5 ways finance can drive cybersecurity preparednessManagement accountants can be invaluable in addressing cybersecurity risk.
There's no question that cybersecurity risks should be top of mind for any organisation. Cybersecurity failure is expected to be one of the critical threats the world will be facing in the next two years, according to the World Economic Forum 2022 Global Risks Report. Cybersecurity threats "are outpacing societies' ability to effectively prevent or respond to them", according to the report. The WEF's Global Security Outlook 2022 found that "only 19% of cyber leaders feel confident that their organisations are cyber resilient."
The question, then, is how finance professionals can use their knowledge and skills to advance efforts to prevent and mitigate cyberthreats within their companies.
"It's important not to underestimate how important the role of finance is," said Casey O'Brien, director of cybersecurity at S-RM in London. "Finance professionals, who are analytic and experienced in critical thinking, are invaluable to addressing cyber risk." Unfortunately, many outside the department may not be aware of the contributions that finance can make, according to O'Brien.
Here are five ways that finance teams can drive the effort to prevent and mitigate cyber risk.
Follow the money.
"Financial assets are the crown jewels of the organisation," O'Brien said, and cyberattacks are frequently financially motivated.
"But you need to understand what the assets are in order to secure them," he said. A Gartner report recommended identifying key financial data assets and software applications, such as cloud finance solutions, and their vulnerabilities. "The vast majority of cyber incidents are economically motivated," according to an AIG report, with targets that include financial data and business plans. In the meantime, the cloud technology where it is housed may leave organisations open to attacks. A total of 68% of malware downloads came through cloud applications, a Netskope study found. A data breach at file-sharing platform Accellion in 2020 affected clients that included Bombardier, Royal Dutch Shell, and the Reserve Bank of New Zealand, according to Compliance Week.
Finance professionals can then play a critical role in securing those assets because of their knowledge of how finances are organised, where the key data is, and what systems are used, O'Brien said.
An organisation's risk register captures and describes identified risks, and finance is often the holder or owner of that register, noted Mary Dowd, FCMA, CGMA, the CFO at Crossword Cybersecurity in London. Finance can ensure that the risk register is being reviewed by the C-suite and the board and that relevant levels throughout the organisation are contributing to it and being made aware of ongoing cyberthreats, she recommended.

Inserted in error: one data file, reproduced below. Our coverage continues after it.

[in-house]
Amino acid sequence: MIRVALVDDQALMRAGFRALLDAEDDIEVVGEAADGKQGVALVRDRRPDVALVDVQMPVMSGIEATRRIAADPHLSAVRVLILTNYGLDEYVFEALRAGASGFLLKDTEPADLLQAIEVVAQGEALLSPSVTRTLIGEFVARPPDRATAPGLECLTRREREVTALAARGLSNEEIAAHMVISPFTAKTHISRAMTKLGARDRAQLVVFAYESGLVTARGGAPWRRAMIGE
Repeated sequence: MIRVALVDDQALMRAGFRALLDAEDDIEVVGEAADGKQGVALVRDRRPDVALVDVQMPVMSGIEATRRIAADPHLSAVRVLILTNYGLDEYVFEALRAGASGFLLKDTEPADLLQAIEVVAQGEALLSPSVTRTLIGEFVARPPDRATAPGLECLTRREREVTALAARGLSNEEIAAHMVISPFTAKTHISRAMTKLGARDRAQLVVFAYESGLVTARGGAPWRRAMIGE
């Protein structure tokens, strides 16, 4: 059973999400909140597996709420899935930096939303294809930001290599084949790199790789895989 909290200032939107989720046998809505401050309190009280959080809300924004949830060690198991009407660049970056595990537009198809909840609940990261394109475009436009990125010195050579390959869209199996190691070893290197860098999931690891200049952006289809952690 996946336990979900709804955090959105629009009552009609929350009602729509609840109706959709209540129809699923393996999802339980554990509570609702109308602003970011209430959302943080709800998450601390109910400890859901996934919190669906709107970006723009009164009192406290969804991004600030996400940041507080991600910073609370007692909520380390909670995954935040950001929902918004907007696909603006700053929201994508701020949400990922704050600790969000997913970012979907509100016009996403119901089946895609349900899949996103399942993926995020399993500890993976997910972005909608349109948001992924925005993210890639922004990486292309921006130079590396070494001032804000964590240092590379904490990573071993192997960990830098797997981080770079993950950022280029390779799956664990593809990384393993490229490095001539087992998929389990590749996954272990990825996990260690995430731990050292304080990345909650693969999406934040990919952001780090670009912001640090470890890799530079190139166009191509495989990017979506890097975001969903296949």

Also, as the gatekeeper of transactions with the organisation's outside suppliers, the finance team can offer insights on managing third-party risks, Dowd noted. The damage can occur when cybercriminals can access an organisation's data through its suppliers, subsidiaries, or merger-and-acquisition partners. A World Economic Forum survey found that "almost 40% of respondents have been negatively affected by a third-party vendor/supply chain organisation cybersecurity incident."
Focus on consequences.
Finance is well positioned to quantify and communicate potential results of any failures to effectively address threats, such as the reputational and economic damage that could occur because of a cyberattack. Reputational risk, for example, can diminish an organisation's standing in the marketplace. The damage can occur when a company's customer or vendor data is exposed due to insufficient cyber risk management. It can threaten the survival of even the largest and best-run businesses by harming market capitalisation or future profits, according to a Black Kite report. This can happen if it appears the cyberattack occurred due to lax cybersecurity and can be magnified if the company attempts to cover up the attack or postpones reporting it. As for economic damage, Cybersecurity Ventures expects global cybercrime costs to soar to $10.5 trillion by 2025, up from $3 trillion in 2015. Economic damage can result from outright loss of financial assets due to breaches and from service interruptions that make it impossible to do business, remediation to affected customers or business partners, and costly litigation.
Finance can also take a role in helping to ensure compliance with regulations such as the General Data Protection Regulation (GDPR) and related legal and regulatory mandates. Educating company leadership and other teams about these regulations can help them understand the seriousness of data breaches and how to address them, according to Dowd.